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Here’s What They’re Saying About Mercury and Air Toxics Standards

Release Date: 12/21/2011
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WASHINGTON – Today the U.S. Environmental Protection Agency (EPA) announced the first national standards to protect American families from power plant emissions of mercury and air toxics like arsenic, acid gas, nickel, selenium, and cyanide. These new Mercury and Air Toxics Standards will slash emissions of these dangerous pollutants by relying on widely available, proven pollution controls that are already in use at more than half of the nation’s coal-fired power plants. Here’s what people across the country, including environmental, faith, public health and business leaders are saying about Mercury and Air Toxics Standards:

Albert A. Rizzo, MD, American Lung Association:
“Since toxic air pollution from power plants can make people sick and cut lives short, the new Mercury and Air Toxics Standards are a huge victory for public health. The Lung Association expects all oil and coal-fired power plants to act now to protect all Americans, especially our children, from the health risks imposed by these dangerous air pollutants.”

American Businesses for Clean Energy, American Sustainable Business Council, Ceres, Environmental Entrepreneurs, Main Street Alliance and the Small Business Majority:
“Our experience has shown that the Clean Air Act yields substantial benefits to the economy and to
businesses, and that these benefits consistently outweigh the costs of pollution reductions. We believe
the finalization of MATS [Mercury and Air Toxics Standards] is a meaningful step towards economic recovery and growth.”

New York City Mayor Michael Bloomberg:
"Today, the President has done the right thing by ignoring the false claims of a narrow special interest and siding with the public health and the public good. The new EPA mercury standards will save countless lives and improve the quality of life for millions. The new rules will also accelerate the country's move away from heavily polluting coal power plants to cleaner energy sources that will continue to stimulate investment and economic activity long into the future."

Howard Learner, Environmental Law & Policy Center:
“These standards mean power plants will invest in modern pollution controls, and that investment will create jobs, cleaner air and better public health. Illinois adopted mercury pollution reduction standards in 2006 and modern control equipment has been installed at almost all coal plants in the state. The technology works, the lights have stayed on, mercury pollution has been reduced and children’s health is better protected. It’s time for the holdout utilities to stop crying wolf, stop stalling and clean up their pollution to protect children’s health and our rivers and lakes.”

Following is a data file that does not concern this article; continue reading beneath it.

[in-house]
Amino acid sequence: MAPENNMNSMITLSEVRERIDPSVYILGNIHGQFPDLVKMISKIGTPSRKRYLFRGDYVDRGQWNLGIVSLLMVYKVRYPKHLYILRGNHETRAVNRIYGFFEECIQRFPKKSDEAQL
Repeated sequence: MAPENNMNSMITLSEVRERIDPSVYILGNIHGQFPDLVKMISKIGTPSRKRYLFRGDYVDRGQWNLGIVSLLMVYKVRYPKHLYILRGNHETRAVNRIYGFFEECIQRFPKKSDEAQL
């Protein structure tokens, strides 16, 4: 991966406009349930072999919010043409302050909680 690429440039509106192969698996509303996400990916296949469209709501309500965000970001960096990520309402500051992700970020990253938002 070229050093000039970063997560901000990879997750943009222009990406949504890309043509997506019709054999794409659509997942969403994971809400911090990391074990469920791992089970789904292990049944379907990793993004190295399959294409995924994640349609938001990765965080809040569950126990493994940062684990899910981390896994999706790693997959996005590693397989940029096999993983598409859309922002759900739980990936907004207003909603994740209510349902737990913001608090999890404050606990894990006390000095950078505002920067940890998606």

Chicago Mayor Rahm Emanuel:
“I commend the U.S. Environmental Protection Agency (EPA) for introducing new standards to reduce levels of dangerous toxins in our air. Limiting emissions of mercury and other pollutants from coal and oil-fired power plants will save thousands of lives, protect public health, and create jobs for Americans. Our experience in Illinois has shown that mercury emissions can be dramatically reduced without any impact on reliability, cost, or quality of service. We must continue to clean our air and clean up this industry across the country, to create opportunities for Americans and allow all Americans to lead healthier lives.”

Alan Baker, American Public Health Association:
“The dangerous health risks associated with coal-burning power plants is no longer an elusive, distant threat. Exposure to air pollution and toxic chemicals can cause asthma and heart attacks, harm those suffering from respiratory illness and in some cases lead to death. Implementing these critically needed standards could mean the difference between a chronic debilitating, expensive illness or healthy life for hundreds of thousands of American children and adults.”

The Rev. Fletcher Harper, GreenFaith:
“The EPA’s new rule is a vital step forward morally and religiously. The great religious traditions to which so many US citizens belong – from Judaism, Christianity and Islam to Hinduism, Buddhism and more - are overwhelmingly clear that protecting life and the environment represent a moral responsibility, and that we are called to steward and protect an earth which, ultimately, does not belong to us. By saving thousands of lives – many of them from our nation’s most vulnerable communities – and by preventing toxic emissions, this rule will help ensure that future generations inherit a healthier, cleaner planet.”

Shannon Baker-Branstetter, Consumers Union:
“The health risks that mercury exposure poses are serious, especially since those most at risk are children and other vulnerable populations. Mercury from large industrial sources contaminates the air we breathe and common foods that many Americans eat. Regulating mercury emissions is just a common sense way to protect consumers from these health hazards and today's announcement is a critical step towards that goal.”